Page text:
Suffolk Closeup: Half a century of reporting recognized

COURTESY PHOTO At the General Meeting of the Suffolk County Legislature are, from left, Suffolk County Legislator Bridget Fleming, Suffolk County Legislator Al Krupski, Reporter Columnist Karl Grossman and East Hampton Library Director Dennis Fabiszak.

COURTESY PHOTO At a General Meeting of the Suffolk County Legislature last week are, from left, Suffolk County Legislator Bridget Fleming, Suffolk County Legislator Al Krupski, Reporter Columnist Karl Grossman and East Hampton Library Director Dennis Fabiszak.

Memories sprang into my head as I walked into the meeting room of the Suffolk County Legislature last week to receive a proclamation from the Legislature honoring me for more than 50 years as a Suffolk-based journalist and spotlighting an archive of my work that has been established at the East Hampton Library.

I was in this room regularly in the mid-1960s covering the Suffolk County Board of Supervisors. I looked last week at the horseshoe table in front, where the 10 members of the board sat — the supervisors of the 10 towns of Suffolk. It’s been widened since the days of the board to 18 places for the 18 members of the Legislature.

I thought of some of the remarkable members of the Board of Supervisors, including Evans K. Griffing, supervisor of Shelter Island, Harry Kangeiser from Islip, Bob Flynn from Huntington and John V. N. Klein, the Smithtown supervisor and the board’s last chairman. After two centuries the board was dissolved due to a lawsuit citing the “one person one vote” court rulings of the 1960s. A panel of 18 districts of equal population, a Suffolk Legislature, was established in 1970 to replace the old board.

Mr. Klein, so very committed to this county, gave up being Smithtown supervisor to run as a legislator on the new panel, and became its first presiding officer. He guided the new body in its early years, forging a continuum between the old board and Legislature. Thereafter he became Suffolk County executive. His greatest achievement was the first-of-its-kind Suffolk County Farmland Preservation Program, which has allowed so much of Suffolk to remain agriculturally productive and green.

On the walls of the meeting room were the portraits of the 18 past presiding officers of the Legislature. Down the row of photos from Mr. Klein’s was that of John Wehrenberg. My mind went back to 1971 and the tarmac at the Sydney, Nova Scotia airport. A year before, as an investigative reporter for the daily Long Island Press, I broke the story about the oil industry seeking to drill in the Atlantic. Strong opposition developed on Long Island to drilling off our shores.  The following year, Shell Canada invited a delegation of Suffolk legislators to visit the first drilling rig set up in the Atlantic, off Nova Scotia. No press was allowed. But the legislators going listed my name as part of the delegation.

“You don’t think you’re going to get on this helicopter, Mr. Grossman,” a Shell Canada executive told me on the tarmac. Mr. Wehrenberg, telling the oil executive: “If Karl isn’t going, we’re not going.” The men from Shell Canada huddled, and soon I was on the chopper out to the rig. The visit was instructive. It was clear on the rig, with its equipment in preparation for a blow-out and spills, that off-shore drilling is a dicey proposition. I recall heading back to Long Island with the legislators, everyone talking about the impacts on Long Island of oil washing up our beaches.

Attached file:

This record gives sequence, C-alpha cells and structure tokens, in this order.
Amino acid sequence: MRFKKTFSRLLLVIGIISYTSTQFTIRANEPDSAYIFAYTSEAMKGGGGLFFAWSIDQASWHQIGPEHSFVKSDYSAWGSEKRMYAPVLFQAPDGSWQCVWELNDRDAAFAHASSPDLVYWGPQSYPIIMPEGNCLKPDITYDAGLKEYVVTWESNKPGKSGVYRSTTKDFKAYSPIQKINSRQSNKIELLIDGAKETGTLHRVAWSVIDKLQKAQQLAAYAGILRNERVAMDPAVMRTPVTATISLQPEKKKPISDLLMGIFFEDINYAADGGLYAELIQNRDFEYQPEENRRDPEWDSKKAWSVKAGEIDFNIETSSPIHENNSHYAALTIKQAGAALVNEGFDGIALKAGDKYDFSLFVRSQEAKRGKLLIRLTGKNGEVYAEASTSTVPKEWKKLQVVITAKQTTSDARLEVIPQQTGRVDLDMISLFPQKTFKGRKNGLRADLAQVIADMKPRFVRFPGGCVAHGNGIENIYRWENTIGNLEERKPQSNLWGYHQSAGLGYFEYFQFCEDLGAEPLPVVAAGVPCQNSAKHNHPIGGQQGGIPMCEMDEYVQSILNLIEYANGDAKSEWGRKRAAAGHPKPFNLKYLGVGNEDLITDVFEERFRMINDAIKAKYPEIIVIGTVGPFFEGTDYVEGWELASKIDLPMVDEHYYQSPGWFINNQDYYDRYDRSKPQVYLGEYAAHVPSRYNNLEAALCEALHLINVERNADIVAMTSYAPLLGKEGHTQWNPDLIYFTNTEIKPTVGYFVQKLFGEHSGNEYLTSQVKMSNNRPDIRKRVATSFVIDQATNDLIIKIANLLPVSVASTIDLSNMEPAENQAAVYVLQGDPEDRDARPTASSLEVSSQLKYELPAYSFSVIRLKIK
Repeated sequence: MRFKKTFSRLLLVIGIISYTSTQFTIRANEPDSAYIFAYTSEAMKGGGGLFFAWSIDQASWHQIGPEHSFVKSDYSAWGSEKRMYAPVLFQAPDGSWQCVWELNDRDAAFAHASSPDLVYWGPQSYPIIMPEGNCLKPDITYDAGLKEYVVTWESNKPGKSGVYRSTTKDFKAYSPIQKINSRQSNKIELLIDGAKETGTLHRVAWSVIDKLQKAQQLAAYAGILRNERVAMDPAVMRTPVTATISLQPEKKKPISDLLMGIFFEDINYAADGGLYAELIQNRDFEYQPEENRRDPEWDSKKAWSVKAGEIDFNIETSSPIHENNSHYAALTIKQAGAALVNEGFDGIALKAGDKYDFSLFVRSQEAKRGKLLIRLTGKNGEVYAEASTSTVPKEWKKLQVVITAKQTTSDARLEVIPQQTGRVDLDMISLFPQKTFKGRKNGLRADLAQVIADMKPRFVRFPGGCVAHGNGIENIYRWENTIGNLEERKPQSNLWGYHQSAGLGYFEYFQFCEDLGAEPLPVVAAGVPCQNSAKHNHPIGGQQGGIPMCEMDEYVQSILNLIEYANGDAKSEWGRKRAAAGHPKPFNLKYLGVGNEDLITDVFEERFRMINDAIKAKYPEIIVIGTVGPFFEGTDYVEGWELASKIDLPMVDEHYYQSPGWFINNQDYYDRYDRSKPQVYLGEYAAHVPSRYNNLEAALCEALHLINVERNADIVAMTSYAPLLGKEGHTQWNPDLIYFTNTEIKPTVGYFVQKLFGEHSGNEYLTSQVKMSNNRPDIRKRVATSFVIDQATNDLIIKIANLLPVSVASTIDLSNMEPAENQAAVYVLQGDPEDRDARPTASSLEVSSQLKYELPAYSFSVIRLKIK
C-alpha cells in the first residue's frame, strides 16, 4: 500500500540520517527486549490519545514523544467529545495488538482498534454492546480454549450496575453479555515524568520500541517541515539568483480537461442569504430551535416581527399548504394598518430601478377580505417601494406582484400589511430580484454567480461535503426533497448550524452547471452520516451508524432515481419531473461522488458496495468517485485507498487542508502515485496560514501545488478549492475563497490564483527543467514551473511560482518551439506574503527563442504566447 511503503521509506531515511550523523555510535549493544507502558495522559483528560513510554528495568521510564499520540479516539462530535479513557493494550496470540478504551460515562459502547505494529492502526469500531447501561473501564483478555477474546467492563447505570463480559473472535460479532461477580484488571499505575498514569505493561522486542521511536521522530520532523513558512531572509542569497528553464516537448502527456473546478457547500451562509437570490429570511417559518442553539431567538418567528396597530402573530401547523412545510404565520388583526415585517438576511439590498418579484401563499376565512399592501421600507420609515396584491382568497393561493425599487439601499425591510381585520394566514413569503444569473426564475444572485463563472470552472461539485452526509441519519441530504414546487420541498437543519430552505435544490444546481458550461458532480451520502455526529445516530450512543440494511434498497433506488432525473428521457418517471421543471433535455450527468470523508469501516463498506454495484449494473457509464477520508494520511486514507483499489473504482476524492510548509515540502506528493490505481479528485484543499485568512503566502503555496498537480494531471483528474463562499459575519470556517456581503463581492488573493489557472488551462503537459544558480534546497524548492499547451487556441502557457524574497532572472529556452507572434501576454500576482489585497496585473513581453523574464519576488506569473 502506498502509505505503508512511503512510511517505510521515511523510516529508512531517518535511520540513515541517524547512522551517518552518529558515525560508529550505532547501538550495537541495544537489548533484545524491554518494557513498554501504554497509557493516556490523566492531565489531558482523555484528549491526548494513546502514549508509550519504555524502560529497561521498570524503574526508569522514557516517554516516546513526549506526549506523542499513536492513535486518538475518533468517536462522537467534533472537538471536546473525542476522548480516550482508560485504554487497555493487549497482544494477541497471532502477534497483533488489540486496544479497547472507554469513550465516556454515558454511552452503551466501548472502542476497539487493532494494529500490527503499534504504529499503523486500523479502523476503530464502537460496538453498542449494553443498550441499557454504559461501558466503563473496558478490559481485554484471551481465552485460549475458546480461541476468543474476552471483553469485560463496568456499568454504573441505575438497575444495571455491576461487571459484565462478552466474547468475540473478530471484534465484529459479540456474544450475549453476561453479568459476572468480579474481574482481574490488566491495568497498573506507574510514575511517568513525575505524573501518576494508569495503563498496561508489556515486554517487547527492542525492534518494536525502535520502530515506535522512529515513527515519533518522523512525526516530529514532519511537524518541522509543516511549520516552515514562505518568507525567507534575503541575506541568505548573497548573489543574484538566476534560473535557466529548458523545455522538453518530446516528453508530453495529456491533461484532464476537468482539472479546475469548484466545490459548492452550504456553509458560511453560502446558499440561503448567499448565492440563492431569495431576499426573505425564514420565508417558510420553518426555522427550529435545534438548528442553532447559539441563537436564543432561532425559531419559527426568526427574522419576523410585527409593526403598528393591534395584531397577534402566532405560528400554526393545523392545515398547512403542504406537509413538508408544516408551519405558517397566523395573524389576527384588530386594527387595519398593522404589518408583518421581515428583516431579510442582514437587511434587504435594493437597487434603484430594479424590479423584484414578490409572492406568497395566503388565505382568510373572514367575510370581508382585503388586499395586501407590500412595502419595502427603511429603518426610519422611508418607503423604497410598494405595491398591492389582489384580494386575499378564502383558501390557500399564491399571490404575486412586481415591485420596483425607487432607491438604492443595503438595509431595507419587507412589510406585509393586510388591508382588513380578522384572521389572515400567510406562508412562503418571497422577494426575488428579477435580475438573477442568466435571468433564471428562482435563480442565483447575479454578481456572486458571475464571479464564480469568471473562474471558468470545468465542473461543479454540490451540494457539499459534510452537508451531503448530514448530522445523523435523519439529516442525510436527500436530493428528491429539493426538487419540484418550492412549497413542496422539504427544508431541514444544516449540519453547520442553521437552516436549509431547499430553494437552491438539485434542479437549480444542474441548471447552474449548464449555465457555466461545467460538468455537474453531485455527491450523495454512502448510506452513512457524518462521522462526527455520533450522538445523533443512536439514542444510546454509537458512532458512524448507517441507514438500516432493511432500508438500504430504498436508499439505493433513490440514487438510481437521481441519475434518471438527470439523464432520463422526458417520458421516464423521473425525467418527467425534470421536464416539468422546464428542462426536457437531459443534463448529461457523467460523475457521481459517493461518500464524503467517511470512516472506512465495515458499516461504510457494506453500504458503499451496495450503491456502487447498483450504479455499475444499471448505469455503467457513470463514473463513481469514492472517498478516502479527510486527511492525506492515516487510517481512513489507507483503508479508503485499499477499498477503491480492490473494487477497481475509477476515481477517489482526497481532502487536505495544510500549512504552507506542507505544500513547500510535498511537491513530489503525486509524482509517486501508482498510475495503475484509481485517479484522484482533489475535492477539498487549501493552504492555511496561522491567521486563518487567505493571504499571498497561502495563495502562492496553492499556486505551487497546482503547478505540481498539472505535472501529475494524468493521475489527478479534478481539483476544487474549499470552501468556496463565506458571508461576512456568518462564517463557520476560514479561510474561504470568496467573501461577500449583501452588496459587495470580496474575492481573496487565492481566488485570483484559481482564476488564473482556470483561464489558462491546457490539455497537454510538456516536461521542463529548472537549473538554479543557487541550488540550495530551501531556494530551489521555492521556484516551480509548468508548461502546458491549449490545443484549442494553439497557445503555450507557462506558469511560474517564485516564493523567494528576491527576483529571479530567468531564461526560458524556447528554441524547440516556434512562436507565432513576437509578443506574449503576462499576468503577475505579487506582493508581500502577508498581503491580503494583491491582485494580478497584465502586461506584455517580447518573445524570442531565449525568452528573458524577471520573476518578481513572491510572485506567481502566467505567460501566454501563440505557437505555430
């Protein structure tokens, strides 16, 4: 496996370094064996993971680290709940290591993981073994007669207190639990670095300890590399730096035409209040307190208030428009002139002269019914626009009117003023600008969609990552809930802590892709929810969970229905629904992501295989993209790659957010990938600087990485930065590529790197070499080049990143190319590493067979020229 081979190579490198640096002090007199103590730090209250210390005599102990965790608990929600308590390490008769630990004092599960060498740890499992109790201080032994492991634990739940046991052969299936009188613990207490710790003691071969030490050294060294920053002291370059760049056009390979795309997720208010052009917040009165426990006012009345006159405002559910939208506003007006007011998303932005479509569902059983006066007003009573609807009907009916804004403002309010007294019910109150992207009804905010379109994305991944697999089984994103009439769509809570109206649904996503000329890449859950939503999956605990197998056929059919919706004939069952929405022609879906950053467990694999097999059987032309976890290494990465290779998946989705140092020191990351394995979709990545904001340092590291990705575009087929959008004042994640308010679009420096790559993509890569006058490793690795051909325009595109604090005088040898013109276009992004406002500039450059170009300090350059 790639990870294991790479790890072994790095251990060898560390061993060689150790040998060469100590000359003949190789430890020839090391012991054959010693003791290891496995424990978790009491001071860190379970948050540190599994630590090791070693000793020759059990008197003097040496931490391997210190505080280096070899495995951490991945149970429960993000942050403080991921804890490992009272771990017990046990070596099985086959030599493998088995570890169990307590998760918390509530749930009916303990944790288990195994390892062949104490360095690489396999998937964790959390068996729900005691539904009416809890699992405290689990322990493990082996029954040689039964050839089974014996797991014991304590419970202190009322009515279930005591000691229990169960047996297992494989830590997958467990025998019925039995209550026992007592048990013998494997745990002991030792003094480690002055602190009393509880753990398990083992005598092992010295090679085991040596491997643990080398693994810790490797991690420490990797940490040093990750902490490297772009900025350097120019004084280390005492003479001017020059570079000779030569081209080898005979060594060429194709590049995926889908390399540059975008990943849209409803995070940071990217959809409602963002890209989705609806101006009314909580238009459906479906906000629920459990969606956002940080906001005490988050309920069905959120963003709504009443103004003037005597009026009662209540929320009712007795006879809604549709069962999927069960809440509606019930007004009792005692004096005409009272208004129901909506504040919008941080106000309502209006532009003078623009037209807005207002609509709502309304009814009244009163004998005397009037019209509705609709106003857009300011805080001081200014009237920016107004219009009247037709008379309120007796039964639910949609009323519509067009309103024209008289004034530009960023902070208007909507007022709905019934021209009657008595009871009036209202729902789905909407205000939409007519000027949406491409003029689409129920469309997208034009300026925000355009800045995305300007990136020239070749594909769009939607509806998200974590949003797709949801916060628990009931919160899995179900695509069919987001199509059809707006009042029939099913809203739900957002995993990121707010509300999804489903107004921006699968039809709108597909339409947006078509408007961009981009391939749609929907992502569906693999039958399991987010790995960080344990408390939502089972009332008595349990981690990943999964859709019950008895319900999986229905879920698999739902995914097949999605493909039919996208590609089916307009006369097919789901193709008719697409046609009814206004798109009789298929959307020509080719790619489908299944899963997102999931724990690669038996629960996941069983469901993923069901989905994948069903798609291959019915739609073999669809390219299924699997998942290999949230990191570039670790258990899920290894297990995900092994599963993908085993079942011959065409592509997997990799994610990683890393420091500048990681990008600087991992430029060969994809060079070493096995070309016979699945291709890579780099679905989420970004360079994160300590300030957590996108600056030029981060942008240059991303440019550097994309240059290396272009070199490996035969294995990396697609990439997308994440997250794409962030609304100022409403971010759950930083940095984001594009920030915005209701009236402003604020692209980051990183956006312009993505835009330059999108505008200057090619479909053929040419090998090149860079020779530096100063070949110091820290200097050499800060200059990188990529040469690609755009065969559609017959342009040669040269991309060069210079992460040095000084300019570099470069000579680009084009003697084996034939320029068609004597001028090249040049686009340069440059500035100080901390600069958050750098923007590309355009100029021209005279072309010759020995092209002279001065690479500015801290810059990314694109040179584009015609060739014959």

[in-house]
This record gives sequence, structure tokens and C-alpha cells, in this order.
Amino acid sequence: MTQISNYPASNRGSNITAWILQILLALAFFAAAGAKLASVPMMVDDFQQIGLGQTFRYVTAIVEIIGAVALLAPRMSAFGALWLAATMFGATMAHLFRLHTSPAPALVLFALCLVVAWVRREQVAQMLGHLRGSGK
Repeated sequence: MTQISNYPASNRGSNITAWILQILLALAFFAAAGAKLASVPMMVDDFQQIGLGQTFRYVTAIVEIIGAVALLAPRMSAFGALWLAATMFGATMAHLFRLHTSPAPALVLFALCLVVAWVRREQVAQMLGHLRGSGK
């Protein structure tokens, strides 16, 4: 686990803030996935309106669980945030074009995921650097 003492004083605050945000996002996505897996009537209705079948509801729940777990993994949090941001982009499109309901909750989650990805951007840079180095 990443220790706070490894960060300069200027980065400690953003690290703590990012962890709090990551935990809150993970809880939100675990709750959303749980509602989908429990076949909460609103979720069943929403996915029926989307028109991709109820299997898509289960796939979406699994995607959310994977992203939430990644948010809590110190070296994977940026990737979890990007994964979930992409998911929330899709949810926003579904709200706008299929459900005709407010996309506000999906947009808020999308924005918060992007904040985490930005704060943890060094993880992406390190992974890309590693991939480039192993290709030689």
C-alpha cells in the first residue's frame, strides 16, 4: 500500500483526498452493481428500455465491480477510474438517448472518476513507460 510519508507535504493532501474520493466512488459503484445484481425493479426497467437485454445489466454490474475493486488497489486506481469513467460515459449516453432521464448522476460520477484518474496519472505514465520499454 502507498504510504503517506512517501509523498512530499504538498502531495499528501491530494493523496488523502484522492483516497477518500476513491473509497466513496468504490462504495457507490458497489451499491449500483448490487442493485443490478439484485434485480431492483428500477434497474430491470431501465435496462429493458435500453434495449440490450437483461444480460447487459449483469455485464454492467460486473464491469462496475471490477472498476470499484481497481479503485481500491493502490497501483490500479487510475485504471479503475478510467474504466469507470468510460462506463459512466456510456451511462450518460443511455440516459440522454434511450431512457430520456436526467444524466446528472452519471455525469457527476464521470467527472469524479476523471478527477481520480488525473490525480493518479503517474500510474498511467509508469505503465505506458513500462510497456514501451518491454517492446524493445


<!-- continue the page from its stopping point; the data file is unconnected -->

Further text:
I looked at the photo of another presiding officer, Lou Howard. Now, Lou and I were at odds over nuclear power. He was an ardent supporter of the Shoreham nuclear power plant. It was slated to be the first of seven to 11 nuclear power plants in Suffolk. Grassroots opposition to Suffolk turning into what nuclear promoters at the time called a “nuclear park” led to election defeats for pro-nuclear officials. But Lou held on and stuck to his pro-nuclear position.

One day we were talking about flying and Lou — an aviation instructor — invited me to fly with him. Over Long Island, he gave me the controls and after a while the plane began bucking from turbulence. It was scary. But Lou advised, “Just go with it.” And I let the plane be bumped around until finally the turbulence ended and it was again flying straight and steady.

Lou had things wrong about nuclear power, but his philosophy on how to deal with turbulence —literally and figuratively — was right-on.

During the proclamation ceremony, I was called up to the rostrum with Dennis Fabiszak, director of the East Hampton Library. Legislators Al Krupski of Cutchogue and Bridget Fleming of Noyac presented me with the proclamation which, incidentally, cited “my extensive reporting and writing on the dangers of nuclear power.”

If it weren’t for the Suffolk Legislature under the leadership in the 1980s of Presiding Officer Gregory Blass of Jamesport, we’d have nuclear plants in Suffolk today.

Mr. Fabiszak, explaining what’s been named the Karl Grossman Research Archive at the East Hampton Library, said: “We are digitizing all of Karl’s articles and also all of the primary research which he used to write the articles. When it is done it will be the largest data base of historic documents in Suffolk County … Already we have about 7,000 documents online, available and fully searchable. And we’re continuing to add to it every day … We can’t wait to continue the work.”

Please go to the library’s website easthamptonlibrary.org to access the information. It’s wonderful that my stories and columns, and an array of documents, are available now and into the future.

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